The variant, which was first detected only five weeks ago, has swept around the globe so quickly that it has left experts scrambling to understand its transmissibility and severity.

On Tuesday, the CDC walked back its estimates on the prevalence of Omicron, stating it now accounts for roughly 59 percent of all COVID cases in the United States, a major decrease from the approximately 73 percent estimated the week of Dec. 18. (In its revision, the agency said the variant accounted for about 23 percent of cases that week.)


Meanwhile, the FDA warned Tuesday that “early data suggests” that antigen tests are not as sensitive in detecting Omicron as other variants. However, the agency did not provide context on exactly how much less effective antigen tests might be in flagging an Omicron infection.

Fears over Omicron’s seemingly unstoppable spread have been somewhat tempered by studies out of South Africa, Scotland, and England that suggest the new variant may cause less severe illness. But many experts have cautioned that the sheer number of people who are likely to be infected could create a flood of patients, overwhelming already stressed health care systems.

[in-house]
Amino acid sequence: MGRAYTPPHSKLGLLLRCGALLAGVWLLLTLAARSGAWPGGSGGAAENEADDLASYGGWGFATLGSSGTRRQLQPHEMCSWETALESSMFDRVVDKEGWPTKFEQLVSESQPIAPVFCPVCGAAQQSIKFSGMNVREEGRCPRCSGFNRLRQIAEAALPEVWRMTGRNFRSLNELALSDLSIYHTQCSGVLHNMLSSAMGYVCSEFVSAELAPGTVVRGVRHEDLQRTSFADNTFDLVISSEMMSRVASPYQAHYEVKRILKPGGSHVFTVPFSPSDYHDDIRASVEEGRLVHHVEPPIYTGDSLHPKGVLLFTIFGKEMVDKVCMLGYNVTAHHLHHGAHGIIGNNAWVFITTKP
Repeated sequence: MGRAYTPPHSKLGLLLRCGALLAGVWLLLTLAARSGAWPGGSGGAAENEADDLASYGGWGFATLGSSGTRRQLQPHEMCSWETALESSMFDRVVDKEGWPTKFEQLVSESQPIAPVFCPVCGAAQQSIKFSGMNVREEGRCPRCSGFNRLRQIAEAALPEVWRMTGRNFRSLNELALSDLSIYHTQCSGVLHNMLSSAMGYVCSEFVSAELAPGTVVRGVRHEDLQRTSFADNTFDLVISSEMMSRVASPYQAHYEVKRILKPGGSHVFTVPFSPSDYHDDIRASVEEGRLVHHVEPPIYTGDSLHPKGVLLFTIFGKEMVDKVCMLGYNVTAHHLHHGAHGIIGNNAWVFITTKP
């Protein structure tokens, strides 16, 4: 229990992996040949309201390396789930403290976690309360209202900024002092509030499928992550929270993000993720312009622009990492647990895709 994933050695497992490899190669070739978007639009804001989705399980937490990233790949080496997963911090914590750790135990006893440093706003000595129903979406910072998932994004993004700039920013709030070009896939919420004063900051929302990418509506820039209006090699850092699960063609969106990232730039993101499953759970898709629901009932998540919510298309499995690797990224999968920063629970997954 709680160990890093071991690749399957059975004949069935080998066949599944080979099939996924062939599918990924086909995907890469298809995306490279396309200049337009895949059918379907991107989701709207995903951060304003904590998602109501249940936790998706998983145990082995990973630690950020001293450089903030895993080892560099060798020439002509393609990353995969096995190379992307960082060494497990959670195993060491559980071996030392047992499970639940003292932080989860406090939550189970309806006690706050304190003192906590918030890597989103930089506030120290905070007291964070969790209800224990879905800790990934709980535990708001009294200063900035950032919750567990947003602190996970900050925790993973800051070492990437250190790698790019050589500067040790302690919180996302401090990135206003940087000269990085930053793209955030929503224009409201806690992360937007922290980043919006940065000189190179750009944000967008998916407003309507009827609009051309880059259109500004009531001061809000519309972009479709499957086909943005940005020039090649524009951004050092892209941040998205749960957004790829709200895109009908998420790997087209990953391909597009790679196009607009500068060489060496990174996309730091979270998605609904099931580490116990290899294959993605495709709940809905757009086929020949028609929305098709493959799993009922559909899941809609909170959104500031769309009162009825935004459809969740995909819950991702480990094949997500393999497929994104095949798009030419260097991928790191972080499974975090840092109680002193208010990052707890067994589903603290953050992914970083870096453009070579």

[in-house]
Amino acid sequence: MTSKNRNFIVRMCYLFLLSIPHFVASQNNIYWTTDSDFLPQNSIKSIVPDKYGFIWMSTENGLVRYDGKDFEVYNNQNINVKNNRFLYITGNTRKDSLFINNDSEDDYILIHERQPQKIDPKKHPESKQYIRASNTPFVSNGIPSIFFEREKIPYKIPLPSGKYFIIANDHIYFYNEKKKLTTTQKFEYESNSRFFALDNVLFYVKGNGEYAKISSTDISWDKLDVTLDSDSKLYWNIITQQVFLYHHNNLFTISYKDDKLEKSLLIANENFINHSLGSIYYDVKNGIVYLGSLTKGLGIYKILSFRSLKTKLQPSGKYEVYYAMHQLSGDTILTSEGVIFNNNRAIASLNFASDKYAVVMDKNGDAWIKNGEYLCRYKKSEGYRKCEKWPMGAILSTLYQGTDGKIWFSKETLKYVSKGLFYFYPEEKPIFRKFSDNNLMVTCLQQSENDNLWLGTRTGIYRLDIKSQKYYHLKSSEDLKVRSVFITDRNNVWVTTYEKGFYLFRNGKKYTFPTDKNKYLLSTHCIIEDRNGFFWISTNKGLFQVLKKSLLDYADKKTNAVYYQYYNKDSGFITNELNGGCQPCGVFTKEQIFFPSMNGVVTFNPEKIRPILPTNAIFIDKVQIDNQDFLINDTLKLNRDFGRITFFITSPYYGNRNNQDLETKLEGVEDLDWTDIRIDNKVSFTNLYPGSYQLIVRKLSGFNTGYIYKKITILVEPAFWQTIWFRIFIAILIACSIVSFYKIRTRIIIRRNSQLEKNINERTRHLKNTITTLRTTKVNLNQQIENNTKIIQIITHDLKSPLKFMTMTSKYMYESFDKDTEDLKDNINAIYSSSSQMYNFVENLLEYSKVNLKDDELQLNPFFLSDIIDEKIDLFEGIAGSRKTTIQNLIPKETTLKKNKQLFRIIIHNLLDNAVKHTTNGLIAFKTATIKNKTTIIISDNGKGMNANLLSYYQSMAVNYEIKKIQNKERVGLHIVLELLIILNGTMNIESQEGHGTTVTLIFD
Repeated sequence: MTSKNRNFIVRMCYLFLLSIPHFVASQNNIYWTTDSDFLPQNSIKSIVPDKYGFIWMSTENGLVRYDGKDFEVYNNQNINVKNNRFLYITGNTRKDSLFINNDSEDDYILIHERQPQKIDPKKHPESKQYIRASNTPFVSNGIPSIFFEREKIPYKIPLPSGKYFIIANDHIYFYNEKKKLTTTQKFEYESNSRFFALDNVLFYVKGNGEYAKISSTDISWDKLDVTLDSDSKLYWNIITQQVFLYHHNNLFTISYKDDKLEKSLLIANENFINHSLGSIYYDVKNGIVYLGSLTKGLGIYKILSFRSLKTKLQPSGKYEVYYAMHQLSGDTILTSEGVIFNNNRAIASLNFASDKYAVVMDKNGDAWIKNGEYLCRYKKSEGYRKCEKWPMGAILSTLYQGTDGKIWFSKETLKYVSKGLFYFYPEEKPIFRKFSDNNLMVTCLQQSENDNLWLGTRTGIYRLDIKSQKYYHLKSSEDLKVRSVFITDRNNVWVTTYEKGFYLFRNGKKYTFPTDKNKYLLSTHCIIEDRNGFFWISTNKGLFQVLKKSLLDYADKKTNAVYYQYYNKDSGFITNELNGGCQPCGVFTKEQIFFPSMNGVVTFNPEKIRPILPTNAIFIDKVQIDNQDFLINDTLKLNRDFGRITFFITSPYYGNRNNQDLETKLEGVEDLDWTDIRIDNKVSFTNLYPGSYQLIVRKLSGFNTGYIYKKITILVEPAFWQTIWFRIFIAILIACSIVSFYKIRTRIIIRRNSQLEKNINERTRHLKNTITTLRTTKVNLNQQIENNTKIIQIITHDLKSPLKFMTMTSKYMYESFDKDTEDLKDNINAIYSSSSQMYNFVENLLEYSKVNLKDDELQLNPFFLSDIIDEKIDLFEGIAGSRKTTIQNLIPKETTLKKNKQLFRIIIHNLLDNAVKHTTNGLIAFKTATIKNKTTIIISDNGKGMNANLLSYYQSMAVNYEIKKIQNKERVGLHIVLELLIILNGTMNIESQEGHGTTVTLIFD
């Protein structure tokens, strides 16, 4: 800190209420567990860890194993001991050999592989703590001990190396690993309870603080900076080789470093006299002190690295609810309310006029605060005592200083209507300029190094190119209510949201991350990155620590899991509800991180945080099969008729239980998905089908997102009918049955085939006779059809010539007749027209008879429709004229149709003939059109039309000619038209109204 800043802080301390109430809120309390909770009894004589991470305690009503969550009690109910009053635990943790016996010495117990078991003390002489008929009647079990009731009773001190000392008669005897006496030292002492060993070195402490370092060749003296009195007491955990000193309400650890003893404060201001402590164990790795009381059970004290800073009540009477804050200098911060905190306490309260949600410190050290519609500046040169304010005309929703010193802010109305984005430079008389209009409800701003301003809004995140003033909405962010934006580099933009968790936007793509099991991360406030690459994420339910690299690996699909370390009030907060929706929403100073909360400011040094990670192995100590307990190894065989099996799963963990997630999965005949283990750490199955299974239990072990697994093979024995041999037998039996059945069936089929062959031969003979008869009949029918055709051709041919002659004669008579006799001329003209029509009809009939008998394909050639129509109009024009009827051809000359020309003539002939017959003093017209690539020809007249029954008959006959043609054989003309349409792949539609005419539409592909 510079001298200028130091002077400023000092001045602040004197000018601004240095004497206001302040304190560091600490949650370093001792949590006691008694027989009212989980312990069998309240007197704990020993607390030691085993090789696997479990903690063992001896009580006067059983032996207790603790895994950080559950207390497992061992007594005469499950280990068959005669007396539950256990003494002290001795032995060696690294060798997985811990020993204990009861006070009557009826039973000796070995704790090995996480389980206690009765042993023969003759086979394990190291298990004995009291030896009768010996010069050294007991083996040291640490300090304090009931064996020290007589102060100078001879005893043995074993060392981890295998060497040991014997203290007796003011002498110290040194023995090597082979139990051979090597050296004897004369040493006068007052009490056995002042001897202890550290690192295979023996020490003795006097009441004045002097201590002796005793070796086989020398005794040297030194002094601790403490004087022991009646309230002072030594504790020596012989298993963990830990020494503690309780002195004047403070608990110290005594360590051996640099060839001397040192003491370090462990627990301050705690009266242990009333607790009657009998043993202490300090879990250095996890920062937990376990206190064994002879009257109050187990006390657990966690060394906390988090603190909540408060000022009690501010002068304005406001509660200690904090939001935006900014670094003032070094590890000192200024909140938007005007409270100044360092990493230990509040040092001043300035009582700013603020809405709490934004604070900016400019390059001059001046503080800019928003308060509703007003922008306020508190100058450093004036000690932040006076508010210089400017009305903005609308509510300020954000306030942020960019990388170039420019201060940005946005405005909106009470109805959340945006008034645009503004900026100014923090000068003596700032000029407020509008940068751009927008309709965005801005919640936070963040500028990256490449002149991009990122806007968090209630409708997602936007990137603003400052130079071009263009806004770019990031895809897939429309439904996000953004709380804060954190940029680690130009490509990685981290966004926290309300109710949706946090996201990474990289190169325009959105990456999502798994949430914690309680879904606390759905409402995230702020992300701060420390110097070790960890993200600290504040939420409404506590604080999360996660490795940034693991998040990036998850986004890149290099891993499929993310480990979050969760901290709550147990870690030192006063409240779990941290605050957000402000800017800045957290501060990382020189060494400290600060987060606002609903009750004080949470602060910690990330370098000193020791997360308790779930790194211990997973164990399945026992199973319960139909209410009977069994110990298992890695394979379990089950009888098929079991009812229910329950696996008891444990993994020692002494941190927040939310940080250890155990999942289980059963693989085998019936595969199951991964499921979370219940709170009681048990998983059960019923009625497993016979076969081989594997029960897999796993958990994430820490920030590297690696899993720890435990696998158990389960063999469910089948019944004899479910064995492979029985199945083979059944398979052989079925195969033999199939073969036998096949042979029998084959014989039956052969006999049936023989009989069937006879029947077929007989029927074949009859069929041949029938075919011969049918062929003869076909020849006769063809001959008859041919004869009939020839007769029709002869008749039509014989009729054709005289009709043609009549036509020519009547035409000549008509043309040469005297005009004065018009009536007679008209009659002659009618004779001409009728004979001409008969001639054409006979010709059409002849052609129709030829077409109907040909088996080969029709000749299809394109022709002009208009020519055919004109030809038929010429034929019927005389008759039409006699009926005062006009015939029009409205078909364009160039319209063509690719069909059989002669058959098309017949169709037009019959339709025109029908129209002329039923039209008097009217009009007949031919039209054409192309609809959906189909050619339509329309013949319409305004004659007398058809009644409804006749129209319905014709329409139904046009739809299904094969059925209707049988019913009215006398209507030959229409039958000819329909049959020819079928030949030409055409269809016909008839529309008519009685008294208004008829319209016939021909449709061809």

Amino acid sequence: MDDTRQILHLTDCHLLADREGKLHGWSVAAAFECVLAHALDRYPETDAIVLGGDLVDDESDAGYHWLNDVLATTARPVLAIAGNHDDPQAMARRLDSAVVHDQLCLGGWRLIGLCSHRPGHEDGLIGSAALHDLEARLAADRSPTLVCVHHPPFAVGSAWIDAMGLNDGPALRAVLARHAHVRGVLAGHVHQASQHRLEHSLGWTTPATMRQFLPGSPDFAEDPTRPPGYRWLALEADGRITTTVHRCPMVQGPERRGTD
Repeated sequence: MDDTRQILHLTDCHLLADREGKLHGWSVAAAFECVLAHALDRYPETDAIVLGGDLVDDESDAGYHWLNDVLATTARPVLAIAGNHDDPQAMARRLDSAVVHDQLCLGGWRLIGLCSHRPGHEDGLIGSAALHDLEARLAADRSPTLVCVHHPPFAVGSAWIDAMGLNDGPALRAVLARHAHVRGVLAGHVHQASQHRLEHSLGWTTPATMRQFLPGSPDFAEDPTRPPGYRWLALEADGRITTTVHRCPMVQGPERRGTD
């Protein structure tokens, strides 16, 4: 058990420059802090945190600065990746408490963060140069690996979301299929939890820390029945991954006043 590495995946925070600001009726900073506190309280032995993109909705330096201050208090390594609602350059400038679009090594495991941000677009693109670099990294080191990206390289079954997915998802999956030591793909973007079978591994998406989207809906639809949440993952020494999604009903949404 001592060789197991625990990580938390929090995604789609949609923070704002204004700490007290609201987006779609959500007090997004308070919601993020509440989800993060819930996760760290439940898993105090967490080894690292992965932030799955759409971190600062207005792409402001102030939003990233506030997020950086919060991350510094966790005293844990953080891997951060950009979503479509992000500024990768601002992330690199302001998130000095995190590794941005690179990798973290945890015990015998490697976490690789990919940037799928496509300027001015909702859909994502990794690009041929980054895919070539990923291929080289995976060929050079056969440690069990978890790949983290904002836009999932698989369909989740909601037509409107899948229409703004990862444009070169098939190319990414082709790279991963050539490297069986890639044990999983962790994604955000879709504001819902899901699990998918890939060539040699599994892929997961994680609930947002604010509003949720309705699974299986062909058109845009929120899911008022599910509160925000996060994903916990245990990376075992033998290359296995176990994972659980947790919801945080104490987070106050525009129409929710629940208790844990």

Still, 1 million cases later, the state is in a far better place than it was last spring.

“It is a very different pandemic right now than it used to be. We have reliable tests. We have vaccines that are outstandingly effective in preventing severe illness. We are starting to see the rollout of multiple therapies that are effective for both hospitalized and non-hospitalized patients,” said Lemieux.

“Is COVID-19 ever going to go away? No,” he added. “But are we going to get to a place where we can live with it? Yes. We’re not quite there yet. We have a rough patch ahead that will absolutely stress every aspect of society and the health care system. But we won’t be in this patch forever.”

Hanna Krueger can be reached at hanna.krueger@globe.com. Follow her on Twitter @hannaskrueger.